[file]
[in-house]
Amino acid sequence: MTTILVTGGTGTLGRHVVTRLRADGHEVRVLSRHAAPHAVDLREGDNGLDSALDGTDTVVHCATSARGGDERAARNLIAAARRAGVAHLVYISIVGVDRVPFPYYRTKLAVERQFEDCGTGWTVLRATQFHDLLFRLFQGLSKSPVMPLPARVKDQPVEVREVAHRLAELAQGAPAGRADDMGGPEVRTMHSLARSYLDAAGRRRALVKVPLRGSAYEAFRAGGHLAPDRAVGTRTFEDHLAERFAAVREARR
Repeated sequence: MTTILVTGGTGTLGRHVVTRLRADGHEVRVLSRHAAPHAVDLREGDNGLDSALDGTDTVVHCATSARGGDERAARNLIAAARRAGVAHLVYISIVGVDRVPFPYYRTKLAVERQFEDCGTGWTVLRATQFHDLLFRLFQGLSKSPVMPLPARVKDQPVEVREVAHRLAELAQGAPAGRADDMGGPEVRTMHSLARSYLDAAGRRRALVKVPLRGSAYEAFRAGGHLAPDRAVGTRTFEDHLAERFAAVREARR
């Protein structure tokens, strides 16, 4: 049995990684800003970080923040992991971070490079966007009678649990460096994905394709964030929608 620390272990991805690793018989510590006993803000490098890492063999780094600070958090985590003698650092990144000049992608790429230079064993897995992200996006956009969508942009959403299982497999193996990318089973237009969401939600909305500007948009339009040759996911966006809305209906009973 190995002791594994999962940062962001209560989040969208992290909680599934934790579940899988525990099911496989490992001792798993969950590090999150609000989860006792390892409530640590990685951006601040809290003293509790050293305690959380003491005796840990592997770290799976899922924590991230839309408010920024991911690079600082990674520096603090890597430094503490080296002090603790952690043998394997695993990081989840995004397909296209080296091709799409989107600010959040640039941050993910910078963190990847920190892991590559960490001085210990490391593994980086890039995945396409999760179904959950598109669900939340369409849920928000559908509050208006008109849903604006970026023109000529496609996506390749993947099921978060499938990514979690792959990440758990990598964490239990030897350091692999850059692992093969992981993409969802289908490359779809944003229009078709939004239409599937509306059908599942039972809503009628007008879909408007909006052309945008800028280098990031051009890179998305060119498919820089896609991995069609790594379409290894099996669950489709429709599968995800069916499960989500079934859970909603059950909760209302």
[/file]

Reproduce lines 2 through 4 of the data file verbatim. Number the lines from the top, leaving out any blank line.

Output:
Amino acid sequence: MTTILVTGGTGTLGRHVVTRLRADGHEVRVLSRHAAPHAVDLREGDNGLDSALDGTDTVVHCATSARGGDERAARNLIAAARRAGVAHLVYISIVGVDRVPFPYYRTKLAVERQFEDCGTGWTVLRATQFHDLLFRLFQGLSKSPVMPLPARVKDQPVEVREVAHRLAELAQGAPAGRADDMGGPEVRTMHSLARSYLDAAGRRRALVKVPLRGSAYEAFRAGGHLAPDRAVGTRTFEDHLAERFAAVREARR
Repeated sequence: MTTILVTGGTGTLGRHVVTRLRADGHEVRVLSRHAAPHAVDLREGDNGLDSALDGTDTVVHCATSARGGDERAARNLIAAARRAGVAHLVYISIVGVDRVPFPYYRTKLAVERQFEDCGTGWTVLRATQFHDLLFRLFQGLSKSPVMPLPARVKDQPVEVREVAHRLAELAQGAPAGRADDMGGPEVRTMHSLARSYLDAAGRRRALVKVPLRGSAYEAFRAGGHLAPDRAVGTRTFEDHLAERFAAVREARR
């Protein structure tokens, strides 16, 4: 049995990684800003970080923040992991971070490079966007009678649990460096994905394709964030929608 620390272990991805690793018989510590006993803000490098890492063999780094600070958090985590003698650092990144000049992608790429230079064993897995992200996006956009969508942009959403299982497999193996990318089973237009969401939600909305500007948009339009040759996911966006809305209906009973 190995002791594994999962940062962001209560989040969208992290909680599934934790579940899988525990099911496989490992001792798993969950590090999150609000989860006792390892409530640590990685951006601040809290003293509790050293305690959380003491005796840990592997770290799976899922924590991230839309408010920024991911690079600082990674520096603090890597430094503490080296002090603790952690043998394997695993990081989840995004397909296209080296091709799409989107600010959040640039941050993910910078963190990847920190892991590559960490001085210990490391593994980086890039995945396409999760179904959950598109669900939340369409849920928000559908509050208006008109849903604006970026023109000529496609996506390749993947099921978060499938990514979690792959990440758990990598964490239990030897350091692999850059692992093969992981993409969802289908490359779809944003229009078709939004239409599937509306059908599942039972809503009628007008879909408007909006052309945008800028280098990031051009890179998305060119498919820089896609991995069609790594379409290894099996669950489709429709599968995800069916499960989500079934859970909603059950909760209302």